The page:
And at that moment I realized the point of the exercise had been to parrot belief–which made me especially confused, so I kept all follow-up questions to myself, and puzzled over them in private. Questions like–

But how do we decide what we share costs for and what we don’t? Don’t Americans pay separately for their healthcare?

Also, can’t everyone benefit from a swimming pool? What about the public-safety value of teaching people to swim? Isn’t that why I’m being forced to take swim classes I hate?

Also, a swimming pool takes a lot of time to construct, and then it’s a building that future generations will take for granted, maybe like the hospitals we do now in Canada. How does true democracy function if one group of people in the past gets to decide what will be taken for granted in the future?

Now, I doubt my thoughts were as well articulated at the time, but this notion of generational democracy was a routine preoccupation for me back then. Because if none of us is truly starting from scratch–if we’re all just responding to the parameters outlined by preceding generations’ social contracts, and from those parameters setting the social contract for the next generation–then why did so many politicians campaign as if full individual autonomy was even a possibility, let alone a right?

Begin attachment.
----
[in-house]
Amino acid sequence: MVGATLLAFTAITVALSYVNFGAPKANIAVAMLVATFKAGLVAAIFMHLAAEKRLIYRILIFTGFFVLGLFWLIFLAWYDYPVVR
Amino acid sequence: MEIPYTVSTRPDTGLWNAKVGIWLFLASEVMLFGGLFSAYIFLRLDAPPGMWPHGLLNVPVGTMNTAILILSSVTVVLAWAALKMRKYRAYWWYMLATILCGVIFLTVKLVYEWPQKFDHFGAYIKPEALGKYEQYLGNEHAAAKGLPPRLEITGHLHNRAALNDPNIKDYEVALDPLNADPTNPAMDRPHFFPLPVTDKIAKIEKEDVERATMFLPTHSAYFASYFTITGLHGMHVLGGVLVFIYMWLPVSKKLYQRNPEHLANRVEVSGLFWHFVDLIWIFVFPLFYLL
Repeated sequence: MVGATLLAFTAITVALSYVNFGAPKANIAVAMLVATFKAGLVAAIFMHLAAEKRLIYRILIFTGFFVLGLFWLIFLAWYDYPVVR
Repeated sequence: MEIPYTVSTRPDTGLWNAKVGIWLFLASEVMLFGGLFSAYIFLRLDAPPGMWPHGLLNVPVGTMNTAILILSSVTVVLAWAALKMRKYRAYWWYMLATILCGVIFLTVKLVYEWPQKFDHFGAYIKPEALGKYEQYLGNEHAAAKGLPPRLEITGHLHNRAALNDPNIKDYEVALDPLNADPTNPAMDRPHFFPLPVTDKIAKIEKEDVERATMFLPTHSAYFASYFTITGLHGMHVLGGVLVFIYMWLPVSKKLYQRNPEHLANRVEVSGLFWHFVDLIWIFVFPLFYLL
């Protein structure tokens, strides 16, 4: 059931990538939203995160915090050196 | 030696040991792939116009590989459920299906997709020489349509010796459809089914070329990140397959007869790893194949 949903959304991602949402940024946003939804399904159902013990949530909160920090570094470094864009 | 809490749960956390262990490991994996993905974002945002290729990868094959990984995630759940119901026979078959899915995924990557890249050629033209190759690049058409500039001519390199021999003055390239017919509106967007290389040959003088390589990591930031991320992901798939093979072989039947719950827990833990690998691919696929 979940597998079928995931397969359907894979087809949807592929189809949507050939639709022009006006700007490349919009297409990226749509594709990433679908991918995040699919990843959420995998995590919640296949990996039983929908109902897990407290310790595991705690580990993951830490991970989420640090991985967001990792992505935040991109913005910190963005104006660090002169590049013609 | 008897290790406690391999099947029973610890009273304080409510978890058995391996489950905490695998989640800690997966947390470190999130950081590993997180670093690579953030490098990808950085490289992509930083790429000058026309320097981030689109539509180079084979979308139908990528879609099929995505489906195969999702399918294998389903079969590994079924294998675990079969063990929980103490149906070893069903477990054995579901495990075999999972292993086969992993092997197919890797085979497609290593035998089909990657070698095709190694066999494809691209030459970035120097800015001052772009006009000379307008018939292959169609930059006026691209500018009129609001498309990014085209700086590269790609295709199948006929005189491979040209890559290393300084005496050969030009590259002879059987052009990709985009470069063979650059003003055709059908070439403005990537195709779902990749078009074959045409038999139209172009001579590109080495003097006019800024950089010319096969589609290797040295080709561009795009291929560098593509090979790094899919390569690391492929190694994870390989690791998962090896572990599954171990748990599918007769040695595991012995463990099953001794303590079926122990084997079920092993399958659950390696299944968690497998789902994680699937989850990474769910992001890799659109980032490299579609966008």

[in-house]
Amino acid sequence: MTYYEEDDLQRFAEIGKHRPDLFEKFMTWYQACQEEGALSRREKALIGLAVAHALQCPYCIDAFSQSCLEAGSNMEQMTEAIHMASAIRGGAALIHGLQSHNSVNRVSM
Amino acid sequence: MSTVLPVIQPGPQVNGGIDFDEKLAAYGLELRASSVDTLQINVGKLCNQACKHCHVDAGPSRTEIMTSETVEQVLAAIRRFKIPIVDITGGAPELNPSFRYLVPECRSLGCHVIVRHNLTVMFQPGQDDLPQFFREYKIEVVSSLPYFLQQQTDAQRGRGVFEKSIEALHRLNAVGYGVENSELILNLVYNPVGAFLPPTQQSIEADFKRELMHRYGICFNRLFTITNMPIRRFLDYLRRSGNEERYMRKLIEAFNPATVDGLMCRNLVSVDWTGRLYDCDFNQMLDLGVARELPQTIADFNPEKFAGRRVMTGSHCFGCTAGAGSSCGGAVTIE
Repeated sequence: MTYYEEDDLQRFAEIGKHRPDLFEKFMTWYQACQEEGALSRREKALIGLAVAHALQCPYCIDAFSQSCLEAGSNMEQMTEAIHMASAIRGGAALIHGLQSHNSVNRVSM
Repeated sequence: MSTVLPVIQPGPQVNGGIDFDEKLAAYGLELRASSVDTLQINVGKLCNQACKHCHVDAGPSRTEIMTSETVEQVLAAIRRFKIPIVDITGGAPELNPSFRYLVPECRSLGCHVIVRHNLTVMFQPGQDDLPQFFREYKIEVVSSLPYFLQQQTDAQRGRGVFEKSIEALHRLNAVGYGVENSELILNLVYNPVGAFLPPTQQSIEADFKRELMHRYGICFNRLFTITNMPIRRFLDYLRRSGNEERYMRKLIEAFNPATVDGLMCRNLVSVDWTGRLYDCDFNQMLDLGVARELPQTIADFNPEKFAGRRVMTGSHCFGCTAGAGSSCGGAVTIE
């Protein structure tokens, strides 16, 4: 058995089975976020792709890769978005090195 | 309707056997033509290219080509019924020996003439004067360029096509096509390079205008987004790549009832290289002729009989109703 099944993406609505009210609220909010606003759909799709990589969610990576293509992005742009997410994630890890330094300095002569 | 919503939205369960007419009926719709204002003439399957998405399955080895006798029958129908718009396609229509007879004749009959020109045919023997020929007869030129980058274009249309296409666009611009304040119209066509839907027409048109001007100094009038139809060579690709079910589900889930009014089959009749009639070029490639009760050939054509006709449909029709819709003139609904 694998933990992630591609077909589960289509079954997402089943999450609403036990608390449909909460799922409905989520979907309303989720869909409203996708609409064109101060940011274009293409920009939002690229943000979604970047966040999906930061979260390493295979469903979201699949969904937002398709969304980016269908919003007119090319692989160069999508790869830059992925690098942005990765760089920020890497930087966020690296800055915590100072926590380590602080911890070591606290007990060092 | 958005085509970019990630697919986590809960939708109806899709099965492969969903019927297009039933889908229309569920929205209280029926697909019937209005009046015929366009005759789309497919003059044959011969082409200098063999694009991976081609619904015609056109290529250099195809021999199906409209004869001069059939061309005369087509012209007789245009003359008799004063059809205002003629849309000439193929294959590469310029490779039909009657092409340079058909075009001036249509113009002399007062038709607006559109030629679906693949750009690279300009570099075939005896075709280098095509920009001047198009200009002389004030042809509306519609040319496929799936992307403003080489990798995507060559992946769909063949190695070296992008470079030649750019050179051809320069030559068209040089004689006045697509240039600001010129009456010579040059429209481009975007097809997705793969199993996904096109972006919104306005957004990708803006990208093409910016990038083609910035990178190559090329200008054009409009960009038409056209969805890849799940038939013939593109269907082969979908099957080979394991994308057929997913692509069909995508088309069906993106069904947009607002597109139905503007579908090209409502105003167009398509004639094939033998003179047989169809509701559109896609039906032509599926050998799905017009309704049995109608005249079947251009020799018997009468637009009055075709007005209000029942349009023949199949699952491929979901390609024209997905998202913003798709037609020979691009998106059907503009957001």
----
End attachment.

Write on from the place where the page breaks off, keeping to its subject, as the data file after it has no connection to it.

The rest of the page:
And yet, after that night, the question took on a different flavour, because I realized then that the same conceit of many politicians was held by educators, too; because parents and teachers alike who pride themselves on creating curious minds are nevertheless coaxing those minds to certain ends. Whether you raise up a child to be relentlessly inquisitive or decisively tribal, you are advocating for a particular school of thought with significant sociopolitical ramifications. To some extent, you’re choosing for them.

Leading the Horse to Water